After spending time searching for a publisher or agent, I often come away from the computer more confused than enlightened. I'm new to the world of publishing, you see, and I'm educated in Psychology and Counseling, not English Lit. I feel like there is a secret lingo that I'm not privy to. The following is a list of what I still don't understand:
1. I don't know what agents mean by "literary nonfiction" "narrative nonfiction" and "commercial nonfiction." I vaguely know what literary (literature, writing), narrative (telling a story), and commercial (to be sold) mean. In my mind, the terms would not be mutually exclusive, but agents seem to imply that they are -- as in "bridge the gap between literary and commercial nonfiction" and other such mysterious phrases. What do they mean by these terms, and how do I categorize my writing when I think it is all three?
2. What do they mean by "women's fiction," "women's literature," and "chicklit"? Are these different names for the same thing? Chicklit is a less formal term, does it refer to less formal writing? A less sophisticated audience? Can chicklit be nonfiction? Also, when they say "think book club" I think "chicklit." Am I wrong?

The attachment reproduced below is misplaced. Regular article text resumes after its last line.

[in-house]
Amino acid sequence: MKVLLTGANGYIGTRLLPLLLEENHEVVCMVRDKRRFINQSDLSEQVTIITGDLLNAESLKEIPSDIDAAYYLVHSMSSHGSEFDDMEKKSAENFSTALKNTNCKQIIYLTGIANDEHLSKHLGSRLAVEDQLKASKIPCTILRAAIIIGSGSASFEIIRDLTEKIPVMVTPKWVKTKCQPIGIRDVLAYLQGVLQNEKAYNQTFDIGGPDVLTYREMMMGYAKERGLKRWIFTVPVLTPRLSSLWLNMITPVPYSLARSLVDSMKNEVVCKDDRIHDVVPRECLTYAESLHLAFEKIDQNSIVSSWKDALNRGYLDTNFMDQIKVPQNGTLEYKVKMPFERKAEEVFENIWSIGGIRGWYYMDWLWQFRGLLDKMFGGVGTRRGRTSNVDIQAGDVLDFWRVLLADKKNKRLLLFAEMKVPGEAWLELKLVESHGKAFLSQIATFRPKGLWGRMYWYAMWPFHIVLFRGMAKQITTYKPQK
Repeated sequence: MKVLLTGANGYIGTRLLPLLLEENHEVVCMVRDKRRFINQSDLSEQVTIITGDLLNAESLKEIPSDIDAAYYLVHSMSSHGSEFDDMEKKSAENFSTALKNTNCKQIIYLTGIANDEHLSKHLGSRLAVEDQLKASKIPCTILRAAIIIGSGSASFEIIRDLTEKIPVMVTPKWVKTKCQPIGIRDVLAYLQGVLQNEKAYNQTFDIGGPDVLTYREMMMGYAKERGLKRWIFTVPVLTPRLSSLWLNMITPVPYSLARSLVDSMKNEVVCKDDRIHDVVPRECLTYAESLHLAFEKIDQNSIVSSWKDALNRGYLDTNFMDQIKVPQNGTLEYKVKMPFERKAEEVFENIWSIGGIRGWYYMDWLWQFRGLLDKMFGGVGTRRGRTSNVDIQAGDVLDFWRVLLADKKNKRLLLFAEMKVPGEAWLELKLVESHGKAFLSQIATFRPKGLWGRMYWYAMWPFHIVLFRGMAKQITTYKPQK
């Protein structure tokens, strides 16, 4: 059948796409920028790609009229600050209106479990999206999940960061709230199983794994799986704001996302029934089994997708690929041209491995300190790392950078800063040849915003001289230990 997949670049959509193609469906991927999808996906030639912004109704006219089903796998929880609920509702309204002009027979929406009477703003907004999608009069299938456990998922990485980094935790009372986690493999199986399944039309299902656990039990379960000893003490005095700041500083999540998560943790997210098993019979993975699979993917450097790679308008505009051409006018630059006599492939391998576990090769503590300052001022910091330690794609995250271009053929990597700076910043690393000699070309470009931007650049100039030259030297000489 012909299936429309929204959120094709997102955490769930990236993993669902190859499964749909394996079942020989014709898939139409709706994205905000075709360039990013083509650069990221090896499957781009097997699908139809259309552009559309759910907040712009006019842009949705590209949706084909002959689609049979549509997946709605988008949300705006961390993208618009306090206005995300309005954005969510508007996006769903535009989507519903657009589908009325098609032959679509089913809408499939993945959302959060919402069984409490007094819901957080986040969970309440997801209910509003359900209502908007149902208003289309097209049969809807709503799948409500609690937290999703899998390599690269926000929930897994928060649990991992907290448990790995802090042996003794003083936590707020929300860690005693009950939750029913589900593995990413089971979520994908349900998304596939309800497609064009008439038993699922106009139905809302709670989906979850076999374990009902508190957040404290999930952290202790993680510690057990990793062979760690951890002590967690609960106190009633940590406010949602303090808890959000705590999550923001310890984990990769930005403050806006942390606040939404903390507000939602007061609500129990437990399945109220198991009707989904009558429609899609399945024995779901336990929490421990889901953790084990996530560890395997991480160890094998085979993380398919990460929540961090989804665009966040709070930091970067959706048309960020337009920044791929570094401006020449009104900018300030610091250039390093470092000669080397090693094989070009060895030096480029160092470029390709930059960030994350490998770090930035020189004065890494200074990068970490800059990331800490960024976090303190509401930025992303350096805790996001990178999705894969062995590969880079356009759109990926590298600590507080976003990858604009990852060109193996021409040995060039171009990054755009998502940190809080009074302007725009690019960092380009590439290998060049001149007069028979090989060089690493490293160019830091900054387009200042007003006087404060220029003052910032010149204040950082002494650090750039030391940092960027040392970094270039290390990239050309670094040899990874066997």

3. I don't know what "upmarket" is, but it sounds snobby. Is it like "uptown," as in, it will appeal to educated people with money? Is there such thing as "downmarket" books? Maybe steamy romances or graphic novels?
4. If I have a "platform" does it mean that I am already famous, that I can claim some expertise in a field, that my book will appeal to a specific population, or that my topic is hot or politically charged?
5. Some agents want works that "cross over." What's that about? Where are they crossing to and from? From women to men? From book to film? From one side of the mysterious literary/commercial gap to the other?
6. Some fellow shewrites members have suggested that I call my book "experimental" memoir. This is not a term that agents use. Where did the term come from, and do I really want to use it if no agents or publishers ask for it?
These are the questions that I ponder as I look over lists of publishers and agents. If anyone out there can decode these mysteries of the publishing universe, I will be your grateful and captive audience.